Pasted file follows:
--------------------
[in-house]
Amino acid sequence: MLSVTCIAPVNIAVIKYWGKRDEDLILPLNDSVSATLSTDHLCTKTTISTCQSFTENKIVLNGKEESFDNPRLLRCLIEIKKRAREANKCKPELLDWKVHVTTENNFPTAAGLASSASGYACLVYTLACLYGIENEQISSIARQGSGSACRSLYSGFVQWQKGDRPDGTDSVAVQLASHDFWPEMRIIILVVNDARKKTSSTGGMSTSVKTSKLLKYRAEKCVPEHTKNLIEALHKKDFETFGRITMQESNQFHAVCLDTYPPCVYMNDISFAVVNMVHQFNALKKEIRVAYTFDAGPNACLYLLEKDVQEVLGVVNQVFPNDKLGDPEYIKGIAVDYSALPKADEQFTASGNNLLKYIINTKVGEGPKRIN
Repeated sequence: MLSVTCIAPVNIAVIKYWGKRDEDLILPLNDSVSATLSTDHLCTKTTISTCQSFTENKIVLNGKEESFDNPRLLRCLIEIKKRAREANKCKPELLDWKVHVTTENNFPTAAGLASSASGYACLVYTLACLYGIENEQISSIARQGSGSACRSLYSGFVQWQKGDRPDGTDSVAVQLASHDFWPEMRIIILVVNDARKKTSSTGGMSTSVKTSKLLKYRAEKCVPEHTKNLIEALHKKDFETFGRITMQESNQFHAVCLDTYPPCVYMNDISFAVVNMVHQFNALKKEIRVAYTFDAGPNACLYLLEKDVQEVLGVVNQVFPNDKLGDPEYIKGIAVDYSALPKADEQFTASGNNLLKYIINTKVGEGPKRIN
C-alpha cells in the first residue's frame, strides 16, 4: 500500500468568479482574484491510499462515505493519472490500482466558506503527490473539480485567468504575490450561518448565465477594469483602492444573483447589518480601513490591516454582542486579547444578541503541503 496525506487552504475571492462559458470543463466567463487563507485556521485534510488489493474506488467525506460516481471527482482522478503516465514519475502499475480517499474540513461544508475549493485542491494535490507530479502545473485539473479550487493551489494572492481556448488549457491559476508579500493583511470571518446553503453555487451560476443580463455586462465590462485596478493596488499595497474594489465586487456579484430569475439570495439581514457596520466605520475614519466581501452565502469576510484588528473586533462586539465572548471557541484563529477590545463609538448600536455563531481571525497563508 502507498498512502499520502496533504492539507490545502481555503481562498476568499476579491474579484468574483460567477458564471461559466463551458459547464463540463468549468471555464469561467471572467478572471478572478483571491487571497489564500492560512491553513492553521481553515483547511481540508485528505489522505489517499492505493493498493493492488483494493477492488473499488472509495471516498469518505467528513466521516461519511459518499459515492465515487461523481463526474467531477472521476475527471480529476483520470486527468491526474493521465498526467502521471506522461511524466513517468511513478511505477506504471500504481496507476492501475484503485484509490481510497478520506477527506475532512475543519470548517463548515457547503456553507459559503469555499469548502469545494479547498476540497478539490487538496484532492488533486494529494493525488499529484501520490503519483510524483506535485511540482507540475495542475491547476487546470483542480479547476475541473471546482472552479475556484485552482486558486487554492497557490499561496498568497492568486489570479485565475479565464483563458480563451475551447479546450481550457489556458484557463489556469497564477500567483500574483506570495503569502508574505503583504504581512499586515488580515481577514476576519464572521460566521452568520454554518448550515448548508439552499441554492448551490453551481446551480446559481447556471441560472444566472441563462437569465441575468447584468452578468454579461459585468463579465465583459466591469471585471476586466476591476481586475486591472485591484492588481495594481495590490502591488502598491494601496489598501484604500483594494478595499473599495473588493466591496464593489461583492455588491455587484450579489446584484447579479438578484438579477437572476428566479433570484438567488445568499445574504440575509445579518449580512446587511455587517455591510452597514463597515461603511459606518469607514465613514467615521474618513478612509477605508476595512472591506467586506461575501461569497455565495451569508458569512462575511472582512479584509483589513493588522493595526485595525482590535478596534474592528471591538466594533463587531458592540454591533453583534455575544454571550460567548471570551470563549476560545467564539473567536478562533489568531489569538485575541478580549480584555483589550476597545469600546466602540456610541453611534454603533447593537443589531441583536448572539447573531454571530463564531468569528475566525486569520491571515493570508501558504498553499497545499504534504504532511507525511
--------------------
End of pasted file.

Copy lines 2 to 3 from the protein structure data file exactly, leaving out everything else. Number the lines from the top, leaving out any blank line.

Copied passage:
Amino acid sequence: MLSVTCIAPVNIAVIKYWGKRDEDLILPLNDSVSATLSTDHLCTKTTISTCQSFTENKIVLNGKEESFDNPRLLRCLIEIKKRAREANKCKPELLDWKVHVTTENNFPTAAGLASSASGYACLVYTLACLYGIENEQISSIARQGSGSACRSLYSGFVQWQKGDRPDGTDSVAVQLASHDFWPEMRIIILVVNDARKKTSSTGGMSTSVKTSKLLKYRAEKCVPEHTKNLIEALHKKDFETFGRITMQESNQFHAVCLDTYPPCVYMNDISFAVVNMVHQFNALKKEIRVAYTFDAGPNACLYLLEKDVQEVLGVVNQVFPNDKLGDPEYIKGIAVDYSALPKADEQFTASGNNLLKYIINTKVGEGPKRIN
Repeated sequence: MLSVTCIAPVNIAVIKYWGKRDEDLILPLNDSVSATLSTDHLCTKTTISTCQSFTENKIVLNGKEESFDNPRLLRCLIEIKKRAREANKCKPELLDWKVHVTTENNFPTAAGLASSASGYACLVYTLACLYGIENEQISSIARQGSGSACRSLYSGFVQWQKGDRPDGTDSVAVQLASHDFWPEMRIIILVVNDARKKTSSTGGMSTSVKTSKLLKYRAEKCVPEHTKNLIEALHKKDFETFGRITMQESNQFHAVCLDTYPPCVYMNDISFAVVNMVHQFNALKKEIRVAYTFDAGPNACLYLLEKDVQEVLGVVNQVFPNDKLGDPEYIKGIAVDYSALPKADEQFTASGNNLLKYIINTKVGEGPKRIN